I think LaVey was a true skeptic and willing to admit he had seen and experienced things which he could not explain.  For all his contempt of occultniks, he read an awful lot of obscure and esoteric occult texts.  It's also telling that he gave his son the middle name "Carnaki."  William Hope Hodgson's Carnaki more often than not finds a rational answer for strange findings, but those where he actually encounters the Outside are among the most chilling tales in 19th century horror.  (Try "The Whistling Room" right before you go to sleep.  Preferably facing a brick fireplace).  Please note that "things he could not explain" does not mean "things that spoke to him and declared him Satan's Emissary on Earth."  What it means is acknowledging and accepting that the world is a weird place and sometimes weird things happen.
It took Aquino, of course, to make it more of a self-conscious religion, instead of a . . . entertaining self-help movement, shall we call it?
Making LaVey's movement a "self-conscious religion" is rather like improving the Mona Lisa by splashing it with house paint until it resembles a Jackson Pollack. The absolute LAST thing Anton LaVey ever wanted was a self-conscious religion: "Say unto myself I am my own redeemer" and all that.  And you say "entertaining self-help movement" like it's a bad thing.   That's exactly what LaVey was aiming for: he even called it "spooky psychodrama."

(Question: how many of the Pagan writers of the mid-60s and early-70s were talking about the God and Goddess as archetypes, symbols or something other than actual deities? I am honestly not sure: I've noticed that among most modern Pagans I encounter nowadays, his ideas on "the nonanthropomorphic dark force in nature" and "ritual as psychodrama" are pretty much the norm).

My take on LaVey and his work is like my take on New Orleans Voodoo.  I'm well aware that a good bit of New Orleans Voodoo started out as a publicity stunt to bilk tourists.  But people are still finding meaning in New Orleans Voodoo and getting something out of practices they call New Orleans Voodoo.  And I'd say the same thing about Satanism, only LaVey's influence is arguably a whole lot bigger.  New Orleans Voodoo has a central area and is presently becoming more popular in America: there are death metal fests throughout the world with kids wearing baphomets and screaming "Hail Satan!" You may not like the music but once again a lot of people are getting something out of it.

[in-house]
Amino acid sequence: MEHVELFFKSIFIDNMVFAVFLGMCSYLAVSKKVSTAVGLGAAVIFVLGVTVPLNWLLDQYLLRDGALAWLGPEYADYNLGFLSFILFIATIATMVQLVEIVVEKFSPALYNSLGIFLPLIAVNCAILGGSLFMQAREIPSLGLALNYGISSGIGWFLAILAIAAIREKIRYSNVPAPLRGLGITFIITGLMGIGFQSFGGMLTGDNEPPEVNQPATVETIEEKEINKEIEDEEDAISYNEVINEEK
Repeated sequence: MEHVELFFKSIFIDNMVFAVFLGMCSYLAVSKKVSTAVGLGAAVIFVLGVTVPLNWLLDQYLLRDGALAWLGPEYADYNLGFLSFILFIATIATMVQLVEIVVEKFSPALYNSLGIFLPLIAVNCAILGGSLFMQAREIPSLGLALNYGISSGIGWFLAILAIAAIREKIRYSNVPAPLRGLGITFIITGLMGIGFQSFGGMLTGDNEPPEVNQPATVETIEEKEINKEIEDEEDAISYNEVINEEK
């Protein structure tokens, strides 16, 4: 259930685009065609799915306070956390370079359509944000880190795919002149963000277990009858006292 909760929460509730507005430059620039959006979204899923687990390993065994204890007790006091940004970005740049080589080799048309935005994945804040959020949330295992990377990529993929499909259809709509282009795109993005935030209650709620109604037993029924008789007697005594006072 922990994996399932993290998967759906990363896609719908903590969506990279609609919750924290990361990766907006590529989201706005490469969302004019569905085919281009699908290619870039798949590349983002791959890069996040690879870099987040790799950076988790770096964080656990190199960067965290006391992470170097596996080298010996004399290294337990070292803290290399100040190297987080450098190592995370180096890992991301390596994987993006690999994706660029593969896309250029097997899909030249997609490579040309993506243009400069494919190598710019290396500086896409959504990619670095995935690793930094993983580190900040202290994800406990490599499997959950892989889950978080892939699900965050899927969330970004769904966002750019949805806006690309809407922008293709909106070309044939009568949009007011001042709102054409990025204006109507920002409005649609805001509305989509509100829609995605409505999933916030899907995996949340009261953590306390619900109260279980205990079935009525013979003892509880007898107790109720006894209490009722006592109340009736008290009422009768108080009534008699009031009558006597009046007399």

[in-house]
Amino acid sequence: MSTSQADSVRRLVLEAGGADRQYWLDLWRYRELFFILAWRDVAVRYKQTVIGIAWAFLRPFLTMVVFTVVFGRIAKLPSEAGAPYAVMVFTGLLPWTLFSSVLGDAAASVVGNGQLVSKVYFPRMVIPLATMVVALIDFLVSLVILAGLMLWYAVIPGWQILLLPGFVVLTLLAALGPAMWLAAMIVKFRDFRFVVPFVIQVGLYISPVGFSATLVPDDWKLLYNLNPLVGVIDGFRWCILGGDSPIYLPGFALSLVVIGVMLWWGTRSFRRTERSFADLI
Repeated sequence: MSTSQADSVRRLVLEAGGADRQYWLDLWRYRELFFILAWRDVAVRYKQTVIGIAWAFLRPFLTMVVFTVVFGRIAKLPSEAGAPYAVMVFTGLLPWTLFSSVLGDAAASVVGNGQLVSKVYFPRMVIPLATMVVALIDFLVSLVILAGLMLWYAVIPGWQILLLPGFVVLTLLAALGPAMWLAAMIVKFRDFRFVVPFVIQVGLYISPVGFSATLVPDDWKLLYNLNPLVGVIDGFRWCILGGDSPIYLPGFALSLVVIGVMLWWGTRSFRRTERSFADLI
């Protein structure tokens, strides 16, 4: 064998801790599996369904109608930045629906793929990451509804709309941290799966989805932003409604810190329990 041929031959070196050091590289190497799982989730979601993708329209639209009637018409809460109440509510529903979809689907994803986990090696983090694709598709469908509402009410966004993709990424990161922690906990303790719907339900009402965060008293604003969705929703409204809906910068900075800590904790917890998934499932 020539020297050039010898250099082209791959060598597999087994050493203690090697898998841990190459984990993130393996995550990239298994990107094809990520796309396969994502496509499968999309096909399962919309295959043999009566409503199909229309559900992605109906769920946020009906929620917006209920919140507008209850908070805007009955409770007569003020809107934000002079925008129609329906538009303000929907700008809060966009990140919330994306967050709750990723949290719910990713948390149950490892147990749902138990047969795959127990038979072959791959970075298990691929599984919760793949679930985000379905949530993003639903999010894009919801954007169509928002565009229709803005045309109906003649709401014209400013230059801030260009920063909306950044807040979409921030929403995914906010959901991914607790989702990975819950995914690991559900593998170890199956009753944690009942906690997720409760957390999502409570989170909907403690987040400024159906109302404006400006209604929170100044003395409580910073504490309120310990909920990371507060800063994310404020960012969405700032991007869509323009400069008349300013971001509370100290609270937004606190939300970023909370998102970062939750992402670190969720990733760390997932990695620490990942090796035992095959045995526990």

I don't see a comparable influence with Setianism.  I see a few intelligent people within the ToS who have written thought-provoking books (i.e.  Don Webb and Edred Thorsson). But I don't see where the Aeon of Xeper is Remanifesting on this poor material plane.  Never mind black metal: I don't see a Setian artist whose images are as widely recognizable as Coopgirls nor do I see any indication that a New and Better Human has Come Into Being within or without the Temple of Set.

I'm not saying that Setianism isn't a perfectly fine spiritual path for those who wish to follow it.  But at this point it bears far more resemblance to Thelema or other initiatory occult orders than the philosophy expounded by LaVey. Covering Setianism in a book on Satanism would be like covering Haitian Evangelical Christianity when writing a book on Vodou: it is important only insofar as it interacts with the primary subject.